We remark that the Volterra integral equation (1.2) can also be considered and extended for \(t>0\), that is,

$$\begin{aligned} y(t)= 1- {2\lambda\over \sqrt{\pi}} \int_{0}^{t} y(\tau) \sqrt {t-\tau} \,d\tau, \quad t>0\ (\lambda\in {\mathbb {R}}). \end{aligned}$$
(1.3)

In Sect. 3, we establish the dependence of the family of boundary value problems for singular ordinary differential equations of third order (1.1) with respect to the parameter \(\lambda\in{\mathbb {R}}\) by using the equivalence with the Volterra integral equation (1.2).

Equivalence and existence results

Preliminarily, we give some results useful in the next sections.

Lemma 2.1

We have the following properties for all \(t>0\):

$$\begin{aligned}& \int_{0}^{t} \biggl( \int_{0}^{\tau} y(\xi) \,d\xi \biggr)\,d\tau= \int _{0}^{t} y(\tau) (t-\tau) \,d\tau , \end{aligned}$$
(2.1)
$$\begin{aligned}& \int_{0}^{t} \biggl( \int_{0}^{\xi}y(\tau) (t-\tau)\,d\tau \biggr) \,d\xi = \int_{0}^{t} y(\tau) (t-\tau)^{2} \,d\tau , \end{aligned}$$
(2.2)
$$\begin{aligned}& \int_{0}^{t} {y(\tau)\over \sqrt{t-\tau}} \,d\tau= 2 \sqrt{t} + 2 \int_{0}^{t} y'(\tau)\sqrt{t-\tau} \,d \tau , \end{aligned}$$
(2.3)
$$\begin{aligned}& \int_{\sigma}^{t} {\sqrt{\tau-\sigma}\over \sqrt{t-\tau}} \,d\tau = {\pi\over 2}(t-\sigma), \end{aligned}$$
(2.4)
$$\begin{aligned}& \int_{\sigma}^{t} {d\tau\over \sqrt{t-\tau}\sqrt{\tau-\sigma}}= \pi. \end{aligned}$$
(2.5)

Proof

The first three properties (2.1)–(2.3) follow from the simple integration process. To prove (2.4), we use the change of variable \(\tau= \sigma+ (t-\sigma)\xi\) then we obtain

$$\begin{aligned} \int_{\sigma}^{t} {\sqrt{\tau-\sigma}\over \sqrt{t-\tau}} \,d\tau =& (t- \sigma) \int_{0}^{1} \sqrt{{\xi\over 1-\xi}}\,d\xi =(t- \sigma) \int_{0}^{1}\xi^{{3\over 2}-1}(1-\xi)^{{1\over 2}-1} \,d\xi \\ =& (t-\sigma) B\biggl({3\over 2}, {1\over 2}\biggr)= (t-\sigma){\Gamma({3\over 2})\Gamma(({1\over 2})\over \Gamma(2)}= {\pi\over 2}(t-\sigma), \end{aligned}$$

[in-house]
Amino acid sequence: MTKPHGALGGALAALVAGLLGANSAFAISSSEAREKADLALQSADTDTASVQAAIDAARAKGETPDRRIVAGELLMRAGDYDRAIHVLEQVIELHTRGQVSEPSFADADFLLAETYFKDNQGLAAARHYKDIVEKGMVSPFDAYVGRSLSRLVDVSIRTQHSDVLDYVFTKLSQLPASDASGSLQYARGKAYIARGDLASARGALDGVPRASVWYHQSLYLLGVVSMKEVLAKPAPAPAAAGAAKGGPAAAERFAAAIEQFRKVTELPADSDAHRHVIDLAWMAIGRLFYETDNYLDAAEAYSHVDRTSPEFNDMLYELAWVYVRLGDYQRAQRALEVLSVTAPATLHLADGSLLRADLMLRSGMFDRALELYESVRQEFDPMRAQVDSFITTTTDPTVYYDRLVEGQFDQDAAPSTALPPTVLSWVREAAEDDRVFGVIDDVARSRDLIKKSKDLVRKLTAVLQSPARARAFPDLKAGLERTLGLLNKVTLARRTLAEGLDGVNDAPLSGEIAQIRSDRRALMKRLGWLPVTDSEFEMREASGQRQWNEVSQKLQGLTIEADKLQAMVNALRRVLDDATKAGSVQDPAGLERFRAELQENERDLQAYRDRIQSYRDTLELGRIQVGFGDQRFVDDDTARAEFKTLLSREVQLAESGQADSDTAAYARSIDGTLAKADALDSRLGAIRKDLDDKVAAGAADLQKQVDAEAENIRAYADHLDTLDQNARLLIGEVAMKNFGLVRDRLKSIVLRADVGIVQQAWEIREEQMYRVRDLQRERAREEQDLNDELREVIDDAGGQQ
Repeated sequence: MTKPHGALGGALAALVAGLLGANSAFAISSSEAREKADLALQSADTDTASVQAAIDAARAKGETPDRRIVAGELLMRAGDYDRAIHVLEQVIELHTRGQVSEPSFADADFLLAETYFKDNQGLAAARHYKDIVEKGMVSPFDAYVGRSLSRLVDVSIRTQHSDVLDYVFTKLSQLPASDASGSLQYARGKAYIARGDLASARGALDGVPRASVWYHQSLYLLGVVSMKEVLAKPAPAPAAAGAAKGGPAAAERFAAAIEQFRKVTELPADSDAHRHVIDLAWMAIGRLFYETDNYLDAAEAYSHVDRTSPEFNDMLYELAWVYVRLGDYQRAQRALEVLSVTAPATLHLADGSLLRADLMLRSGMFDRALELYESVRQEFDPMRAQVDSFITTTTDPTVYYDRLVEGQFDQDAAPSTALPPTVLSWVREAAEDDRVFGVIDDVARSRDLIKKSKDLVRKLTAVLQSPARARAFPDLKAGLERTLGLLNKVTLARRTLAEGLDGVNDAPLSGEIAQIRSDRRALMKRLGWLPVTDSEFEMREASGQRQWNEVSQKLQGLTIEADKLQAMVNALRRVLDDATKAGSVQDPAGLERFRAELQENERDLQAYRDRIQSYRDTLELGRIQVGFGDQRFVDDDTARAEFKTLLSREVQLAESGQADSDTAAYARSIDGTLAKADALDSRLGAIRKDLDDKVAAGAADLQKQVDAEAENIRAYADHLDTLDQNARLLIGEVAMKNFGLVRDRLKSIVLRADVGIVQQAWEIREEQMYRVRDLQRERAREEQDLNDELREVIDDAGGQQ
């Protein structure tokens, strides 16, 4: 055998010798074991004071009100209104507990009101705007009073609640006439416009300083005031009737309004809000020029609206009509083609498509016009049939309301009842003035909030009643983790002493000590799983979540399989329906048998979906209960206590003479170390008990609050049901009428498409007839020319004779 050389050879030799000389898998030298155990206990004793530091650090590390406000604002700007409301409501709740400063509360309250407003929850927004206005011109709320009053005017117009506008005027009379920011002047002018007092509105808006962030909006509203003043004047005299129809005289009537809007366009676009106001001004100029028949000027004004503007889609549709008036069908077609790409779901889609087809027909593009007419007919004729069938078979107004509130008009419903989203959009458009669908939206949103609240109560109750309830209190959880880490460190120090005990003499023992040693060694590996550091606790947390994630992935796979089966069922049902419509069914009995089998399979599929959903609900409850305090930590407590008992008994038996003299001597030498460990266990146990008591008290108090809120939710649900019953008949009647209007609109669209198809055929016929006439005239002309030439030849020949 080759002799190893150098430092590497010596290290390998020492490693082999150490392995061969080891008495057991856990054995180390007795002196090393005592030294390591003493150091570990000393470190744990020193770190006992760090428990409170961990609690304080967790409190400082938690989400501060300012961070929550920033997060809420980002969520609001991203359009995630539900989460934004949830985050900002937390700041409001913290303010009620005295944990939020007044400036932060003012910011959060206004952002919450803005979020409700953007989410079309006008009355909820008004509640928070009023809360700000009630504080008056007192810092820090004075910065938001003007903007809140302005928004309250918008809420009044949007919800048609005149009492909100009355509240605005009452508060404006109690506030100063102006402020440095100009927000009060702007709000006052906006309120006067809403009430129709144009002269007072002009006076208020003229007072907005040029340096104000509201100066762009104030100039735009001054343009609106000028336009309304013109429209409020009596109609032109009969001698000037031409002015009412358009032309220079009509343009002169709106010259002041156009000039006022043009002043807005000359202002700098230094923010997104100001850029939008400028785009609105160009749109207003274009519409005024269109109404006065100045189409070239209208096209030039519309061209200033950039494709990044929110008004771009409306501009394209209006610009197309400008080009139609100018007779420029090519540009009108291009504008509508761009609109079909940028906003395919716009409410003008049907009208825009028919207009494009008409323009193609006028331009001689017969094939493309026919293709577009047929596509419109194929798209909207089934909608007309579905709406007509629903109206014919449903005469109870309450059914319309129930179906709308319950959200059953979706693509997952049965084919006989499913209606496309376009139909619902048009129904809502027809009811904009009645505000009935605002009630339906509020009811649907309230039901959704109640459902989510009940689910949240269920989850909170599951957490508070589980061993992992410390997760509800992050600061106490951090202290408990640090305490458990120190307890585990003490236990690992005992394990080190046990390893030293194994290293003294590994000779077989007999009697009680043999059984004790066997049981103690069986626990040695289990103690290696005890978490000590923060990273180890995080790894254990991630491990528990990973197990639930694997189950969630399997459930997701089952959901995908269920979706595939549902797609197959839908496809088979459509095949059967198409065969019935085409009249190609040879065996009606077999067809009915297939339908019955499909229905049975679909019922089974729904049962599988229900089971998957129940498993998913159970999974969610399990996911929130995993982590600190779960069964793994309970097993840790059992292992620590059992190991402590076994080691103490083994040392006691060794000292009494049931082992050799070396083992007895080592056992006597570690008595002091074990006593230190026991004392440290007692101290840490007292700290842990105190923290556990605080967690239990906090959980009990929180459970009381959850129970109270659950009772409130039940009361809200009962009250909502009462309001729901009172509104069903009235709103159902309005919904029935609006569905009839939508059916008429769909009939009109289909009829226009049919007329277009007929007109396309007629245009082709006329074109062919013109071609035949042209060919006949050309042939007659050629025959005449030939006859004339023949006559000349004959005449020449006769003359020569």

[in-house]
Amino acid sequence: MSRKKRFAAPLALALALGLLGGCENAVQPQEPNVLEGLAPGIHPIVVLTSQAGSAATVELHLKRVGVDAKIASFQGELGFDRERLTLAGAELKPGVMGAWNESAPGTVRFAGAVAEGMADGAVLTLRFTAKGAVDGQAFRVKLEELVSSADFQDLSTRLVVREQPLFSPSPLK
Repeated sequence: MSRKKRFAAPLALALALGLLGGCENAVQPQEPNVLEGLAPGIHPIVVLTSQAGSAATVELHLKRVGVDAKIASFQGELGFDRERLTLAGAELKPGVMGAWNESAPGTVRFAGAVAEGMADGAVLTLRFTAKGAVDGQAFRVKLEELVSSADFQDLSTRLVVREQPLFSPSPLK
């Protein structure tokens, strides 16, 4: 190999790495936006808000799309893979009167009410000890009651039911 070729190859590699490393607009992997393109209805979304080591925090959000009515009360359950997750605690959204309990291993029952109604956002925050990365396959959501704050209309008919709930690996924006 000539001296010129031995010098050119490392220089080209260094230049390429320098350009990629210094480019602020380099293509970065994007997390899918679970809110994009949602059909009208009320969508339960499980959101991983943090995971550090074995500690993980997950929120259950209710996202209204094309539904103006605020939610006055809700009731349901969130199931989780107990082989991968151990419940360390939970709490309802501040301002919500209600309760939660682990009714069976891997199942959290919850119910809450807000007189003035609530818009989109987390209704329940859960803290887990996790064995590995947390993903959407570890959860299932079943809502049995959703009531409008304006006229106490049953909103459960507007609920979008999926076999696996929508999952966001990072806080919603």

where B and Γ are the known Beta and Gamma functions defined by

$$\begin{gathered} B(x, y) = \int_{0}^{1} t^{x-1} (1-t)^{y-1} \,dt, \quad x>0, y>0, \\ \Gamma(x) = \int_{0}^{+\infty} t^{x-1} e^{-t} \,dt, \quad x>0, \end{gathered} $$

with the well-known relations

$$\begin{gathered} B(x , y) ={\Gamma(x)\Gamma(y)\over \Gamma(x+y)}, \qquad\Gamma (x+1)=x\Gamma(x) \quad\forall x>0,\\ \Gamma\biggl({1\over 2}\biggr)= \sqrt{\pi}, \qquad \Gamma(n+1)=n! \quad \forall n\in{\mathbb {N}}. \end{gathered} $$

To prove (2.5) we use the same change of variable, so we obtain

$$\begin{aligned} \int_{\sigma}^{t} {d\tau\over \sqrt{t-\tau}\sqrt{\tau-\sigma}} = \int_{0}^{1} {d\xi\over \sqrt{\xi(1-\xi)}}= B\biggl( {1\over 2}, {1\over 2}\biggr) = {\Gamma({1\over 2})\Gamma({1\over 2})\over \Gamma(1)} = \pi. \end{aligned}$$

 □

Theorem 2.2

y is a solution to the singular boundary value problems (1.1) if and only if y is a solution to the Volterra integral equation (1.2) for any real parameter \(\lambda>0 \).

Proof

Firstly, we consider that y is a solution to the singular boundary value problems (1.1). Then, by using an integration in variable t we obtain